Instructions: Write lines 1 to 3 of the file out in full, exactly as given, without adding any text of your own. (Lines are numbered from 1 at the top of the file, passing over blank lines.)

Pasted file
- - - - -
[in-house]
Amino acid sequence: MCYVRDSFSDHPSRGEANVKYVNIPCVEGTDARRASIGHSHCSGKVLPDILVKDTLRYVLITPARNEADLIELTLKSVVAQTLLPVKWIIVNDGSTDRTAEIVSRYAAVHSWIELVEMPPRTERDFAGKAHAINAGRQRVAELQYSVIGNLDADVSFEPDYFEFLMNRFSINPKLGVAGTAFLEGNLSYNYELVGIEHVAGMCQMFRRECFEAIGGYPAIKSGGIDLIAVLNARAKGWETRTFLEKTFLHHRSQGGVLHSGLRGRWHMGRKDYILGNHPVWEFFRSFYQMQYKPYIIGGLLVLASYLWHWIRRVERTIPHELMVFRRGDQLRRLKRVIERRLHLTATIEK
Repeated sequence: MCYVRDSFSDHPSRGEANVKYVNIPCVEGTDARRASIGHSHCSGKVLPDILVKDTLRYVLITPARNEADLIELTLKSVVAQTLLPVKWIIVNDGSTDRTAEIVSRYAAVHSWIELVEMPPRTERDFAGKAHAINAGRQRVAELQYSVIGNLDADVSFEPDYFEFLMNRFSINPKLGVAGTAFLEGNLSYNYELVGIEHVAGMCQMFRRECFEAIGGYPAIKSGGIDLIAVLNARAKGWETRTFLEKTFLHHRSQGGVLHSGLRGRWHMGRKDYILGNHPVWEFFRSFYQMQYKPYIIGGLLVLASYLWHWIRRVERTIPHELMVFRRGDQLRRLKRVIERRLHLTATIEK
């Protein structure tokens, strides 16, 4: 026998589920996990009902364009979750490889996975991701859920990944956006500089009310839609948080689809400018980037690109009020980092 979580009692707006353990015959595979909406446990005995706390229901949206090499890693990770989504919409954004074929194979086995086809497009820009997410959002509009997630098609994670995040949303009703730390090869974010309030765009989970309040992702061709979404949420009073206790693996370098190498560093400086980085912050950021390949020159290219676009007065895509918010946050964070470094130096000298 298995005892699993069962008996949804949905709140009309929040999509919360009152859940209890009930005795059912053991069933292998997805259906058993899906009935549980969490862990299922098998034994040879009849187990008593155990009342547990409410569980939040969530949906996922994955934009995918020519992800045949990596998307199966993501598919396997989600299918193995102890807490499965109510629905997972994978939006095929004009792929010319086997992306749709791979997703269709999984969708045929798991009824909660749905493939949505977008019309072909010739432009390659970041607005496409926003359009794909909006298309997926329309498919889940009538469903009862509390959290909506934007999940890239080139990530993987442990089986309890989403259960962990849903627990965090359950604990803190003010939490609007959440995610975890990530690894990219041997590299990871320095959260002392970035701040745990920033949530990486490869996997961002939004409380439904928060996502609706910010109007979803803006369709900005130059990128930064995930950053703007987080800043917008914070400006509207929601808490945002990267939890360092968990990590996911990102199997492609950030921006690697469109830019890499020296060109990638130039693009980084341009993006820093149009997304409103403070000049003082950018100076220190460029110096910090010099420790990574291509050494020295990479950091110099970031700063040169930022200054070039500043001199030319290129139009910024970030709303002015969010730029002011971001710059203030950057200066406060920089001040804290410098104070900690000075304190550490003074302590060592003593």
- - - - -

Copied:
[in-house]
Amino acid sequence: MCYVRDSFSDHPSRGEANVKYVNIPCVEGTDARRASIGHSHCSGKVLPDILVKDTLRYVLITPARNEADLIELTLKSVVAQTLLPVKWIIVNDGSTDRTAEIVSRYAAVHSWIELVEMPPRTERDFAGKAHAINAGRQRVAELQYSVIGNLDADVSFEPDYFEFLMNRFSINPKLGVAGTAFLEGNLSYNYELVGIEHVAGMCQMFRRECFEAIGGYPAIKSGGIDLIAVLNARAKGWETRTFLEKTFLHHRSQGGVLHSGLRGRWHMGRKDYILGNHPVWEFFRSFYQMQYKPYIIGGLLVLASYLWHWIRRVERTIPHELMVFRRGDQLRRLKRVIERRLHLTATIEK
Repeated sequence: MCYVRDSFSDHPSRGEANVKYVNIPCVEGTDARRASIGHSHCSGKVLPDILVKDTLRYVLITPARNEADLIELTLKSVVAQTLLPVKWIIVNDGSTDRTAEIVSRYAAVHSWIELVEMPPRTERDFAGKAHAINAGRQRVAELQYSVIGNLDADVSFEPDYFEFLMNRFSINPKLGVAGTAFLEGNLSYNYELVGIEHVAGMCQMFRRECFEAIGGYPAIKSGGIDLIAVLNARAKGWETRTFLEKTFLHHRSQGGVLHSGLRGRWHMGRKDYILGNHPVWEFFRSFYQMQYKPYIIGGLLVLASYLWHWIRRVERTIPHELMVFRRGDQLRRLKRVIERRLHLTATIEK